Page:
Sat, Mar 20, 2010 - Page 8 News List

EDITORIAL : Slogans won’t fix population crisis

Taiwan’s birth rate is dropping like a stone, and is now the lowest in the world. If nothing is done, the population will age and the long-term consequences would cause drastic national problems. The Ministry of the Interior has announced a competition to come up with a slogan that will encourage people to have children. It has caused quite a stir, but most people are joking about it rather than making serious suggestions.

Many of the slogans suggested by Internet users are ridiculing the idea of slogan-induced birth rates. Anyone who believes a NT$1 million (US$31,500) reward will produce a slogan that will make people want to have children just by hearing it, and that a single slogan can reverse a major social trend, is being a bit too simplistic.

Government agencies have already come up with innumerable policies — birth subsidies, educational allowances and pregnancy and maternity leave — to encourage people to have children, but Taiwanese birth rates still remain the world’s lowest. These policies have been ineffective because the government has not always implemented them, while industry has not given its full support and the general public has not fully accepted them.

If we look at the government’s implementation of the maternity leave policy as an example, business has not cooperated even though the government issued a legal order. Pregnant workers do not trust that they can return to their jobs after going on maternity leave. The result is that the law looked good, but is rarely applied. When even policy and legal decisions are useless, what good will a slogan do?

The population issue is a serious problem, but the ministry’s slogan concept will remain a quaint news report. The focus should instead be on the fact that low birth rates are a general trend in the post-industrial world. European countries, for example, have many policies to promote childbirth, but birth rates remain low. The results of Taiwan’s family planning may have surpassed those of other countries in the past, but given that the problem of low birthrates has been developing for years, it should have been easy to foresee that subsidies would be necessary to promote population growth.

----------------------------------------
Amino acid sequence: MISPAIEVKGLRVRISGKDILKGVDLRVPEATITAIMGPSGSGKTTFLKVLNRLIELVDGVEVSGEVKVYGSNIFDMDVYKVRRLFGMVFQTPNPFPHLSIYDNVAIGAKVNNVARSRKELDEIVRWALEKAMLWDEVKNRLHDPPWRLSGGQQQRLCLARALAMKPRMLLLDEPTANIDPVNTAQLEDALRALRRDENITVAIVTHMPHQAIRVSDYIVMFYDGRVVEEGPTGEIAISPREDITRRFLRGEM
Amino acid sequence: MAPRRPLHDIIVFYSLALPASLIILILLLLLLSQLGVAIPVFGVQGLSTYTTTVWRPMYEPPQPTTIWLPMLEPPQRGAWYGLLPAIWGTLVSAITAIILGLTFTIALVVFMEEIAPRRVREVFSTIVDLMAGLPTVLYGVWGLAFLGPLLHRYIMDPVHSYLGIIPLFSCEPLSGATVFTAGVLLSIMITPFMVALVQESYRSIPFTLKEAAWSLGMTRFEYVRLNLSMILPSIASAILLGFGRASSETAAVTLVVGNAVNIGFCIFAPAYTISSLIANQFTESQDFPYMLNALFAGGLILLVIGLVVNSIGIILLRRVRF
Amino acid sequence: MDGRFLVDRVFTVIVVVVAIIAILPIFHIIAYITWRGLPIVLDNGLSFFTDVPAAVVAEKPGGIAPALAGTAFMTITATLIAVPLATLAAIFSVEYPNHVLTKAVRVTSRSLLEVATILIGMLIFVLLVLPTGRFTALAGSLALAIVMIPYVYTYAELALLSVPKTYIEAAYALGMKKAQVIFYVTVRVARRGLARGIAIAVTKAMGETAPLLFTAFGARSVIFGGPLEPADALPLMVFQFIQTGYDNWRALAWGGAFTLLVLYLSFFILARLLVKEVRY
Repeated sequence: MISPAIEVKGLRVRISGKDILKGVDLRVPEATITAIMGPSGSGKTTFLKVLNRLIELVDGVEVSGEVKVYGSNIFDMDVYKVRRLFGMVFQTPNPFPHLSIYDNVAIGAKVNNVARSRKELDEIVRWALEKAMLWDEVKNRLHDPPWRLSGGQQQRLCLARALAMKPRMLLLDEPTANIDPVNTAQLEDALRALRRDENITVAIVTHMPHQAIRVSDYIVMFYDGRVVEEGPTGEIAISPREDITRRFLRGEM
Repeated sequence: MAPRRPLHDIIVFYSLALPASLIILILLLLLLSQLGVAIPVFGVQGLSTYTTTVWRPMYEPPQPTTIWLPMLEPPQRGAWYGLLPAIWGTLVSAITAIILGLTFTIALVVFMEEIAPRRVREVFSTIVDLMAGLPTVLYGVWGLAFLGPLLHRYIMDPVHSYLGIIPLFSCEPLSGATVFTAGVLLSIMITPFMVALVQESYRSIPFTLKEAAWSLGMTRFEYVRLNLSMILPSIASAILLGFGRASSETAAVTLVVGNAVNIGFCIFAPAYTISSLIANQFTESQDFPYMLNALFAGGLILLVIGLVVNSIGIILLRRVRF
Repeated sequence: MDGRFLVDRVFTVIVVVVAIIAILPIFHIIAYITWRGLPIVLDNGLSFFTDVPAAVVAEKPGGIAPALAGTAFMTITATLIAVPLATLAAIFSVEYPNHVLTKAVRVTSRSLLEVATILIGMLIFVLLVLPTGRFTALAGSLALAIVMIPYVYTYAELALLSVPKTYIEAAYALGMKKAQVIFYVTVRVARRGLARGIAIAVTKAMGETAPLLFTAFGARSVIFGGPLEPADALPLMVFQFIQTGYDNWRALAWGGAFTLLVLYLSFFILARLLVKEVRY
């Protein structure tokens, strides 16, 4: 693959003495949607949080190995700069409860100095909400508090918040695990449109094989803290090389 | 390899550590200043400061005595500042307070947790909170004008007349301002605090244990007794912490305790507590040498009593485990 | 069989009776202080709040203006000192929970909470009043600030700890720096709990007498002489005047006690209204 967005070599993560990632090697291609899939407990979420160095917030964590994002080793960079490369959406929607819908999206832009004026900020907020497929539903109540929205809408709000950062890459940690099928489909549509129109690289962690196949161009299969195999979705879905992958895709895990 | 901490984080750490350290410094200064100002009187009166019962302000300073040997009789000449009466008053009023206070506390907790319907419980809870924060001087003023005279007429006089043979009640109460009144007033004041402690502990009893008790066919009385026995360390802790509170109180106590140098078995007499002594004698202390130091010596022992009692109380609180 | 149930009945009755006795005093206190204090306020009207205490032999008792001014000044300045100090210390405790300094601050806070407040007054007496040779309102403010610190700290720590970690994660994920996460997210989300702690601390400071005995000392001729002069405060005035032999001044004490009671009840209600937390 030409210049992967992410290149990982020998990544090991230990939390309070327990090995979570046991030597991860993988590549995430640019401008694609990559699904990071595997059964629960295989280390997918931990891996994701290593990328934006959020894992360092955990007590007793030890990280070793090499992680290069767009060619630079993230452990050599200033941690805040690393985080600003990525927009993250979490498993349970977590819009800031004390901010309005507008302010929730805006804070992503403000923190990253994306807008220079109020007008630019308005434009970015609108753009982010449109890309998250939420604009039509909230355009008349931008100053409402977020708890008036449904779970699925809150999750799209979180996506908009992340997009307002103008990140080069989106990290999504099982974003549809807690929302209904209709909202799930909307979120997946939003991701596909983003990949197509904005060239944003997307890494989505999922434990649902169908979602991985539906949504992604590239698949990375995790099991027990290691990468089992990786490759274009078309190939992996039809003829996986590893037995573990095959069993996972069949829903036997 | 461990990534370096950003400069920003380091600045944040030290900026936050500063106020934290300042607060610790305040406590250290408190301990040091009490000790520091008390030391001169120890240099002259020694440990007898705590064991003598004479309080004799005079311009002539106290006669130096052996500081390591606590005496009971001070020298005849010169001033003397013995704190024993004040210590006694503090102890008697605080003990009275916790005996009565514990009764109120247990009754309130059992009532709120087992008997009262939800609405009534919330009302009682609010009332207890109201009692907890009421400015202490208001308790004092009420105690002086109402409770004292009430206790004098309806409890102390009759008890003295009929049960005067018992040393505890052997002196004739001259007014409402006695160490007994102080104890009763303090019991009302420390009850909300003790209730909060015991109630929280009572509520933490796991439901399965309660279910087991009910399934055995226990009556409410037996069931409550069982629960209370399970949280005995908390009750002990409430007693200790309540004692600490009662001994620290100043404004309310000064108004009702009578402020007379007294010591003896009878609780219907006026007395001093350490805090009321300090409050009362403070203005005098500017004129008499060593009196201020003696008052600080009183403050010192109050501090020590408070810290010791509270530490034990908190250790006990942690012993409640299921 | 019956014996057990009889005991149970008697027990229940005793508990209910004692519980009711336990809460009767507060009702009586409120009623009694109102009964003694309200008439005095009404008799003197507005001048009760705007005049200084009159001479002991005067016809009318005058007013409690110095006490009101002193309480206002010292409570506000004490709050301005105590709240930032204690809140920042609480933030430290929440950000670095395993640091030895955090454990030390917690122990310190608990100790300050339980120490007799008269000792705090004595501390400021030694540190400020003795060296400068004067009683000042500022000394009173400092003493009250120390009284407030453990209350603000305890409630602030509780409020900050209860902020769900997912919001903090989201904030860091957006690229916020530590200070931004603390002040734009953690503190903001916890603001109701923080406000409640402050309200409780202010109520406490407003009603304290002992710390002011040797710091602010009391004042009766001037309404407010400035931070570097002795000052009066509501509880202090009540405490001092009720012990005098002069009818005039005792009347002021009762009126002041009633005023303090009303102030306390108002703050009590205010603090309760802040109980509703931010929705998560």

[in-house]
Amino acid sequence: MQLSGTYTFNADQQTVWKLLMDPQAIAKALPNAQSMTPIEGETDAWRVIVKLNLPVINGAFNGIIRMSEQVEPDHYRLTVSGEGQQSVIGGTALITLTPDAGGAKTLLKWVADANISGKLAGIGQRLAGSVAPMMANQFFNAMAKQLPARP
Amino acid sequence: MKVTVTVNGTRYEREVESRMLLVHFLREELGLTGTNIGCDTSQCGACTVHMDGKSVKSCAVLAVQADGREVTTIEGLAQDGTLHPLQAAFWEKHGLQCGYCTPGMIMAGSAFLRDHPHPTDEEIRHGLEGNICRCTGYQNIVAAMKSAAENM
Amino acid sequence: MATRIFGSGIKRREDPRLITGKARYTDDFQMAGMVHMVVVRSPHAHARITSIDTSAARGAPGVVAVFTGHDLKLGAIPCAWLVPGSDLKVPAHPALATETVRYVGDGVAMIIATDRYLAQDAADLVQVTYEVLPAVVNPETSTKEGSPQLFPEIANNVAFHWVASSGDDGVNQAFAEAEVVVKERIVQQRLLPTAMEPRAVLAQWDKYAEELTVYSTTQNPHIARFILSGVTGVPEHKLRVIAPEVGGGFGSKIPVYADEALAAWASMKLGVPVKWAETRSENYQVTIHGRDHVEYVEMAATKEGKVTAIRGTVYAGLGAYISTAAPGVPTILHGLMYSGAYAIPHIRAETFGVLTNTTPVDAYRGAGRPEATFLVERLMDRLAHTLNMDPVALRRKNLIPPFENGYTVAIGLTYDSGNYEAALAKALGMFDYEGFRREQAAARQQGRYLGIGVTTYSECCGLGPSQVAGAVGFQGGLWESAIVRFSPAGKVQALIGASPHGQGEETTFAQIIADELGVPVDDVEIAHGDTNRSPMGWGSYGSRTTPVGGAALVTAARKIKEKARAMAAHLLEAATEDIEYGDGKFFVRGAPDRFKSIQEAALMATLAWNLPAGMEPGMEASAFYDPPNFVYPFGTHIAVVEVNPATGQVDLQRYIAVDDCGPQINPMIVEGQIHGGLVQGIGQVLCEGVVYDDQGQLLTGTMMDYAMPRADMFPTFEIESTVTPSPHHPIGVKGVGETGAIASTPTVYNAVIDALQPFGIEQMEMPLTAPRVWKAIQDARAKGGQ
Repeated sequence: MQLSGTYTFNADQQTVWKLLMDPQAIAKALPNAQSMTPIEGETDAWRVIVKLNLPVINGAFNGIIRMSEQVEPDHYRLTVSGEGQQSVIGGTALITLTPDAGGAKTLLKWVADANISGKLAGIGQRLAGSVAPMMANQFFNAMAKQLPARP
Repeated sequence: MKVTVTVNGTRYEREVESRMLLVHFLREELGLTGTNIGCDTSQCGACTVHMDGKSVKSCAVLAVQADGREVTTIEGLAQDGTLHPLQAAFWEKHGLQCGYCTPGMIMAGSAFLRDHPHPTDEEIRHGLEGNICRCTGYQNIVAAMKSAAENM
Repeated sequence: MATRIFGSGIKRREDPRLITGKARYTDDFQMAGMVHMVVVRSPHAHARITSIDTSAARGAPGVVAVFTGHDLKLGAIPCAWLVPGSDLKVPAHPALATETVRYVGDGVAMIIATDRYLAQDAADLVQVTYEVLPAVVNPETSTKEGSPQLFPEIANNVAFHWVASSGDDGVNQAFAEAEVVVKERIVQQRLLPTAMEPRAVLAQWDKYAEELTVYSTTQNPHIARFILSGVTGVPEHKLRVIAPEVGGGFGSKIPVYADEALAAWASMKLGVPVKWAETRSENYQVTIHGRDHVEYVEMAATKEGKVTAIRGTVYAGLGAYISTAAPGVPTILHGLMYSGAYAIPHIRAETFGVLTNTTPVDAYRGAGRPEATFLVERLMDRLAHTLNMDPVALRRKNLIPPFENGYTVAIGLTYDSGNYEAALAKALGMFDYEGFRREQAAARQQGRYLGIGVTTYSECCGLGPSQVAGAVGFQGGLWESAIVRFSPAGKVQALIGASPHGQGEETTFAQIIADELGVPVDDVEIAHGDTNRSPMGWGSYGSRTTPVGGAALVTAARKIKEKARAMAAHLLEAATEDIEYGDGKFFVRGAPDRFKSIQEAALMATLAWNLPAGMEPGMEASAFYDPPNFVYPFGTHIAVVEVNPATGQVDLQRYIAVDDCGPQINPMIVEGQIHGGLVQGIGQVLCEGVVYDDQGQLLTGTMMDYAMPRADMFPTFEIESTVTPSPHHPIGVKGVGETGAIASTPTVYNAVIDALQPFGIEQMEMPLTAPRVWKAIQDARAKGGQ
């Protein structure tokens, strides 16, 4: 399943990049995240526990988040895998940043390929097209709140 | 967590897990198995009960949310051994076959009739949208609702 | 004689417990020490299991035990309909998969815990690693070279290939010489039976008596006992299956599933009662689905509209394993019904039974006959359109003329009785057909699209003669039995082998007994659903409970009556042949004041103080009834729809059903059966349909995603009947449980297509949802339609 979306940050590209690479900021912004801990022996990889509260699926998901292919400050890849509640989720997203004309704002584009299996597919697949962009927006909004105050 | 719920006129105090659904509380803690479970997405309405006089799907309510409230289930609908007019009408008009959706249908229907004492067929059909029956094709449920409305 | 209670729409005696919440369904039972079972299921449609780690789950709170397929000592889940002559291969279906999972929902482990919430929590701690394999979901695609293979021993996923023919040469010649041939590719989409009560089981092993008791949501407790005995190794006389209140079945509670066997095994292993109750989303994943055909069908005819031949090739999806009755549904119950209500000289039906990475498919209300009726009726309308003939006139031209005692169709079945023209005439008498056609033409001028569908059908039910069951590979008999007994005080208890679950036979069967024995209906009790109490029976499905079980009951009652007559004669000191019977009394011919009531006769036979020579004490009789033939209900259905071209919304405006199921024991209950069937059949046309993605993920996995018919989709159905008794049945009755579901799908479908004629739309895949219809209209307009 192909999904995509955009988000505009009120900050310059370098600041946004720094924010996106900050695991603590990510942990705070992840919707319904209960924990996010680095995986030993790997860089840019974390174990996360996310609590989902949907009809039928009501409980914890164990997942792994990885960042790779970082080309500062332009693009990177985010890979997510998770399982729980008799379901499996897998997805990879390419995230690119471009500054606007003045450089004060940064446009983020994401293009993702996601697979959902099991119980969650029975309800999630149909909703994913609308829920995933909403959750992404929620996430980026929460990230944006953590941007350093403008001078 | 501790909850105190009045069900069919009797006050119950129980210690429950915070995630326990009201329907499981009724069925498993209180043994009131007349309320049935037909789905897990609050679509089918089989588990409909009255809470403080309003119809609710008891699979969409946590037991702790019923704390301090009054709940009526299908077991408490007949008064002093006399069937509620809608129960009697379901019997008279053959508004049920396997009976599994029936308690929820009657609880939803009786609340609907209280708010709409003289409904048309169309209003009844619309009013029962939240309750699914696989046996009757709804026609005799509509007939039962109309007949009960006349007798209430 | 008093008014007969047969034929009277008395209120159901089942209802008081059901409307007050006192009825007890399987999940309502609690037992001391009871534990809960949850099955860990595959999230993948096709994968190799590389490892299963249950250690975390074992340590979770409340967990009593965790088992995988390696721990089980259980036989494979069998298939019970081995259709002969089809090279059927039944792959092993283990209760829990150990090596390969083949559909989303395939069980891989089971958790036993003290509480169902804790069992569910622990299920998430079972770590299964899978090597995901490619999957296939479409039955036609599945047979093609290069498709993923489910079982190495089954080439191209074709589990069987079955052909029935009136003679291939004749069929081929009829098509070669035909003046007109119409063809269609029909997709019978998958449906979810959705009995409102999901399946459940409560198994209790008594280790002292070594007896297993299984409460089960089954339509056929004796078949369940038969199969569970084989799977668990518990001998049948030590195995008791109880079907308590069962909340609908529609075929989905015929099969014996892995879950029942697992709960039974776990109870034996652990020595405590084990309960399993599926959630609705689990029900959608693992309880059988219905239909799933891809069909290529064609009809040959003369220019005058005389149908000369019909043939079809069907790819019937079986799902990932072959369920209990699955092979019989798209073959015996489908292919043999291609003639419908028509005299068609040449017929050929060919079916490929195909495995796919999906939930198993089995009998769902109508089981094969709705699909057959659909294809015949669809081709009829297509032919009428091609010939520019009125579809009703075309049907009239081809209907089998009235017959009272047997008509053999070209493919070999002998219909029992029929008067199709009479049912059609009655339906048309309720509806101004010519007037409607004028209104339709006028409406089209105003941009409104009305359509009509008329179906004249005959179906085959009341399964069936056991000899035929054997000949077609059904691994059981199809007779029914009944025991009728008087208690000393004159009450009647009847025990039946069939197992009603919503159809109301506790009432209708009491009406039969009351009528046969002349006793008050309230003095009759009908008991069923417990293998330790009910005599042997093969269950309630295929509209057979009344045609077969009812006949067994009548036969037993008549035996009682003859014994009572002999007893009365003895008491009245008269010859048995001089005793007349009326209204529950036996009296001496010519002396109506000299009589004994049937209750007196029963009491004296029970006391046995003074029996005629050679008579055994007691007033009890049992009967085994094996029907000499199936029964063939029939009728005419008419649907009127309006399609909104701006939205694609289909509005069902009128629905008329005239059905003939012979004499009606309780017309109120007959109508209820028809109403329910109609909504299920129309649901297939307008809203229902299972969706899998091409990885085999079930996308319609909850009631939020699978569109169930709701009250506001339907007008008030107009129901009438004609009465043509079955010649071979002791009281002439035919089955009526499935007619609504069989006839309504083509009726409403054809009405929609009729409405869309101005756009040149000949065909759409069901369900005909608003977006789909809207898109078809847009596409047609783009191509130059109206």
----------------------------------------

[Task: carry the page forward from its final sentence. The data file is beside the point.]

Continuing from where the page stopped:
The problem is not one of slogans, and the results of preferential policies have been limited. Falling population numbers have already become an unstoppable trend, and so it becomes necessary to find the real causes behind it. This is more important than any slogan.

In modern society both husband and wife must work, bringing in two salaries to pay the cost of bringing up children, educating them and paying for the family’s medical bills, often across at least three generations. The childcare system is insufficient at best and nonexistent or unrealistically expensive at worst. Many companies do not accept maternity leave. The economy is sluggish. Unemployment figures, housing prices and divorce rates are high. The natural environment is deteriorating at an alarming rate with no indication that anything will be done about it. The public has no enthusiasm for the country’s future. With so many problems in need of a solution, it is only natural that people think twice before having children.

The ministry’s approach to the low birth rate issue is a direct copy of President Ma Ying-jeou’s (馬英九) rule by propaganda and slogan.

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